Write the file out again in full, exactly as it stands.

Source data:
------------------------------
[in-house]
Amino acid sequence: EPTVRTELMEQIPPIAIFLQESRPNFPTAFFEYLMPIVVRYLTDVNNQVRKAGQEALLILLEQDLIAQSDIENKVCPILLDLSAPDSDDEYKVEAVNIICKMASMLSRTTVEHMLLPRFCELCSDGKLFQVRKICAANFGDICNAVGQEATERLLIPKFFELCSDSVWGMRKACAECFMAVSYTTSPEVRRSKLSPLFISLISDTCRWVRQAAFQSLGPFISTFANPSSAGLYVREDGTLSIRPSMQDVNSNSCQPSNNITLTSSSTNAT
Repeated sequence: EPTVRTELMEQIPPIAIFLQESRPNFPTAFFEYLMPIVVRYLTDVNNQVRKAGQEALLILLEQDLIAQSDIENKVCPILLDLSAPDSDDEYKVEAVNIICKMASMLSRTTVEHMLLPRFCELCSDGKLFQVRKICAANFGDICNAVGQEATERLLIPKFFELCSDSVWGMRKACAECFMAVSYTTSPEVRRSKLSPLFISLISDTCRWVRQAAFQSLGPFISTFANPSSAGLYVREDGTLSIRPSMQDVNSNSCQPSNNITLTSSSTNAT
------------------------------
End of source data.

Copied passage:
[in-house]
Amino acid sequence: EPTVRTELMEQIPPIAIFLQESRPNFPTAFFEYLMPIVVRYLTDVNNQVRKAGQEALLILLEQDLIAQSDIENKVCPILLDLSAPDSDDEYKVEAVNIICKMASMLSRTTVEHMLLPRFCELCSDGKLFQVRKICAANFGDICNAVGQEATERLLIPKFFELCSDSVWGMRKACAECFMAVSYTTSPEVRRSKLSPLFISLISDTCRWVRQAAFQSLGPFISTFANPSSAGLYVREDGTLSIRPSMQDVNSNSCQPSNNITLTSSSTNAT
Repeated sequence: EPTVRTELMEQIPPIAIFLQESRPNFPTAFFEYLMPIVVRYLTDVNNQVRKAGQEALLILLEQDLIAQSDIENKVCPILLDLSAPDSDDEYKVEAVNIICKMASMLSRTTVEHMLLPRFCELCSDGKLFQVRKICAANFGDICNAVGQEATERLLIPKFFELCSDSVWGMRKACAECFMAVSYTTSPEVRRSKLSPLFISLISDTCRWVRQAAFQSLGPFISTFANPSSAGLYVREDGTLSIRPSMQDVNSNSCQPSNNITLTSSSTNAT